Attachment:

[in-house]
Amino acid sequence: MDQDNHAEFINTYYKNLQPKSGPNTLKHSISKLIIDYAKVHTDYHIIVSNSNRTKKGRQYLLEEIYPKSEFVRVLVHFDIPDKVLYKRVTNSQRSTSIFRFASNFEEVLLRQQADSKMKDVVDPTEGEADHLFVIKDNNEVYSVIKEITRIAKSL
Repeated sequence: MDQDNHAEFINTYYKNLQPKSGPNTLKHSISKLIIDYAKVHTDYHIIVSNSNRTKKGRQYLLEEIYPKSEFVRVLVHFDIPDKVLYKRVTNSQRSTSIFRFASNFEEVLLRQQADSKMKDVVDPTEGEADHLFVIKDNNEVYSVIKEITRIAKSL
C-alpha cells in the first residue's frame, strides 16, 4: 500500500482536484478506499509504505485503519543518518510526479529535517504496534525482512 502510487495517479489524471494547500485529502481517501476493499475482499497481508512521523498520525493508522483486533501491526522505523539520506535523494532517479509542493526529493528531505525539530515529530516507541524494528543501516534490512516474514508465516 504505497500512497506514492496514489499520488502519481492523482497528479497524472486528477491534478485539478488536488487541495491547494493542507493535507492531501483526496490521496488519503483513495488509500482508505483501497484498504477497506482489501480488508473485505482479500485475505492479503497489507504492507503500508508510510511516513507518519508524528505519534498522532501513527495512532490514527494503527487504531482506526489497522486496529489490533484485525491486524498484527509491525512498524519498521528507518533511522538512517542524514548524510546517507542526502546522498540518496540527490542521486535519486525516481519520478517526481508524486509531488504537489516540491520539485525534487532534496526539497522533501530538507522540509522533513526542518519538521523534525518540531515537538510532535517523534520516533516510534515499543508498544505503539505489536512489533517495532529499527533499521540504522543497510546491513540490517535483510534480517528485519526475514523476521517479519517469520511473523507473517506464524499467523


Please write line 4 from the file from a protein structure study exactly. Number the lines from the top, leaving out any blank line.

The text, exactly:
C-alpha cells in the first residue's frame, strides 16, 4: 500500500482536484478506499509504505485503519543518518510526479529535517504496534525482512 502510487495517479489524471494547500485529502481517501476493499475482499497481508512521523498520525493508522483486533501491526522505523539520506535523494532517479509542493526529493528531505525539530515529530516507541524494528543501516534490512516474514508465516 504505497500512497506514492496514489499520488502519481492523482497528479497524472486528477491534478485539478488536488487541495491547494493542507493535507492531501483526496490521496488519503483513495488509500482508505483501497484498504477497506482489501480488508473485505482479500485475505492479503497489507504492507503500508508510510511516513507518519508524528505519534498522532501513527495512532490514527494503527487504531482506526489497522486496529489490533484485525491486524498484527509491525512498524519498521528507518533511522538512517542524514548524510546517507542526502546522498540518496540527490542521486535519486525516481519520478517526481508524486509531488504537489516540491520539485525534487532534496526539497522533501530538507522540509522533513526542518519538521523534525518540531515537538510532535517523534520516533516510534515499543508498544505503539505489536512489533517495532529499527533499521540504522543497510546491513540490517535483510534480517528485519526475514523476521517479519517469520511473523507473517506464524499467523